I thought it would be fun to start a monthly post dedicated to my favorite design books. I love owning books (a trait I inherited from my father, it would seem). Not only do I enjoy reading them in the moment, but I have come to value the mini-resource library I've collected over the years. Different books reflect where I was in my life at various times, recalling memories that are mostly fond, but occasionally painful. Some I read over and over again, and others I browse through when it arrives and place it on the shelf, not to be revisited for several weeks or even months. But they're there when I need them, and I appreciate that.
I thought we'd start things off with a new addition to my collection, Spruce: A Step-by-Step Guide to Upholstery and Design by Amanda Brown. As some of you know (looking at you, Mom), I am a bit of a hobby collector… to oversimplify the matter, I want to learn how to do lots of things. Why just buy something if you could learn how to make it yourself? I mean, really, if you think about it, we're talking about investing in yourself, right? increasing the ol' knowledge bank? Who doesn't want to do that? 90% of the time, it ends up costing me waaaaay more money than if I had just let someone else-- oh, I don't know, an expert-- do it for me. But you really can't put a price tag on the satisfaction of knowing that you did this, you made this, you are handy and generally awesome.
Which brings me to Spruce. Upholstery is one of those skills that I really, really want to add to my arsenal. However, I am self-aware enough to know that now is not the time in my life to start ripping apart my furniture so I can add a new talent to my resume. I have neither the time nor the money for this adventure, but that doesn't mean that I can't read the book and live vicariously through Amanda Brown for a while until I'm a little more settled, right? Right.
First of all, the book is beautiful. Filled with pictures, as all good design books should be, it walks you through the steps of upholstery with well illustrated, colorful pictures. The inside front and back cover (two pages that I feel tell you a lot about a book and the care that went into writing and designing it, and as such, can offer a hint to the quality of book one will find inside-- too much? no?) have a great turquoise pattern that sets the tone for the rest of the book.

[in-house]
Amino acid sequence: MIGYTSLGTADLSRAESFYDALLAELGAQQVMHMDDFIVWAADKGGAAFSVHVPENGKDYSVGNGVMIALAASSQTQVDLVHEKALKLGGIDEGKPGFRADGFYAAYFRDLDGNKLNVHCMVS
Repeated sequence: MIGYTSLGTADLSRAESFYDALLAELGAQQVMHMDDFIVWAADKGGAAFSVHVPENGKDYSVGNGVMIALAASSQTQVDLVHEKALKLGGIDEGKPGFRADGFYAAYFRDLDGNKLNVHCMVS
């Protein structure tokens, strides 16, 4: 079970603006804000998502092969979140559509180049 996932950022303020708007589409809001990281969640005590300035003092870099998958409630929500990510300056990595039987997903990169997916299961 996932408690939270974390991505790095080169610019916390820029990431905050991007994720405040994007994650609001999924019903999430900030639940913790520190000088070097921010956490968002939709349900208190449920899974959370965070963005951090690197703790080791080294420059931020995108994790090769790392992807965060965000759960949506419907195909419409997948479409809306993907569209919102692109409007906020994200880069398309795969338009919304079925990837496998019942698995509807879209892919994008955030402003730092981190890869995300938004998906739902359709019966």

While I can't dedicate the attention and resources to recovering my furniture, I am in the process of building a day bed for our roof deck (again, why pay $800 for outdoor furniture when you can learn how to build it yourself and use power tools??) and need to sew a box cushion for the mattress on the bed. While I have a general idea of how this is done, I didn't think it would hurt to follow some instructions. After all, sewing in a zipper isn't the easiest thing on the planet, and my sewing accomplishments are mostly limited to napkins. For the most part, I found the instructions to be clear and easy to follow, but there were certainly a few spots where I thought a well placed illustration pointing out explicitly what was being talked about, rather than a general shot of the action at hand being undertaken, would have been even more helpful. But overall, I thought it was well written and informative. This didn't stop me from making a colossally stupid mistake* but that was purely operator error and cannot in any way be blamed on the book.
If you're interested in learning about upholstery, I definitely suggest picking up a copy of Spruce. And if you're in the Austin area, the gang at Spruce offers classes (I can see my mother-in-law and I enjoying ourselves at one of these on our next trip to Texas). Maybe we can learn how to make this sweet ottoman below...
*A primary rule of design is measure twice, cut once. Whether sewing or building a house, you should always, always, always double check your measurements. Right? Right. Well, keeping this in mind, I measured my daybed mattress repeatedly. I calculated the amount of fabric I would need for a box cushion, rounding up for safety's sake, being sure to include seam allowances all the way around. I repeated the numbers to myself over and over in the name of vigilance…. and yet still ending up cutting the width of the fabric 3 inches too narrow. I looked at the number-- I think it was 39 inches-- a number I had measured at least three times, and then promptly cut the fabric to be 36 inches wide. And the worst part is that I was so obnoxiously confident that I had done it right -- I looked right at that 36 inches and my mind read it as 39-- that it wasn't until I was almost in tears trying to wrangle the mattress into the cushion that somewhere in my subconscious, a little bell went off. A tiiiiny little bell that sounded an awful like "You idiot…". Oh well. Just in case there was any doubt (HA), I am not perfect. The worst part is, I had bought the last five yards of this particular fabric, so I couldn't even go back to the store and get more to start over. Nope. On the bright side, I got practice sewing in a zipper. On the down side, I have yet to get my courage back up to try again. But I will! Eventually. One day. I hope.